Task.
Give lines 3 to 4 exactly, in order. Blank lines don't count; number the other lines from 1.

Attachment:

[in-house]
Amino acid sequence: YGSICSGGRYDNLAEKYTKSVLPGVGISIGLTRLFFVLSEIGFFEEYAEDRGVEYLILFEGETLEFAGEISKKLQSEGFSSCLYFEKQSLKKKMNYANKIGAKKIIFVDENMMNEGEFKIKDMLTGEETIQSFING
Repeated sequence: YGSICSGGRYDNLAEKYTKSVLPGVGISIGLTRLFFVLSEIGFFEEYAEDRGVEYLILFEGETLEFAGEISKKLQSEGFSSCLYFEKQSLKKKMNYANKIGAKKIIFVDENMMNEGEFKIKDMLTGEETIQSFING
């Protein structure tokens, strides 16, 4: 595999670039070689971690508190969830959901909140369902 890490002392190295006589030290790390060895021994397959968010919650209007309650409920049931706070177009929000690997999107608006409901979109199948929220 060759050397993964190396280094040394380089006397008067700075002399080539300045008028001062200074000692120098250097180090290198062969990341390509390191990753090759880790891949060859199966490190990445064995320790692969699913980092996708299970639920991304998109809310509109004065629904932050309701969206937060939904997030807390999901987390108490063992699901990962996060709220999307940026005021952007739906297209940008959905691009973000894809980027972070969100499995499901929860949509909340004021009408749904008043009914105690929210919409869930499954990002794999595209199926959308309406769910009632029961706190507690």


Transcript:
Repeated sequence: YGSICSGGRYDNLAEKYTKSVLPGVGISIGLTRLFFVLSEIGFFEEYAEDRGVEYLILFEGETLEFAGEISKKLQSEGFSSCLYFEKQSLKKKMNYANKIGAKKIIFVDENMMNEGEFKIKDMLTGEETIQSFING
């Protein structure tokens, strides 16, 4: 595999670039070689971690508190969830959901909140369902 890490002392190295006589030290790390060895021994397959968010919650209007309650409920049931706070177009929000690997999107608006409901979109199948929220 060759050397993964190396280094040394380089006397008067700075002399080539300045008028001062200074000692120098250097180090290198062969990341390509390191990753090759880790891949060859199966490190990445064995320790692969699913980092996708299970639920991304998109809310509109004065629904932050309701969206937060939904997030807390999901987390108490063992699901990962996060709220999307940026005021952007739906297209940008959905691009973000894809980027972070969100499995499901929860949509909340004021009408749904008043009914105690929210919409869930499954990002794999595209199926959308309406769910009632029961706190507690």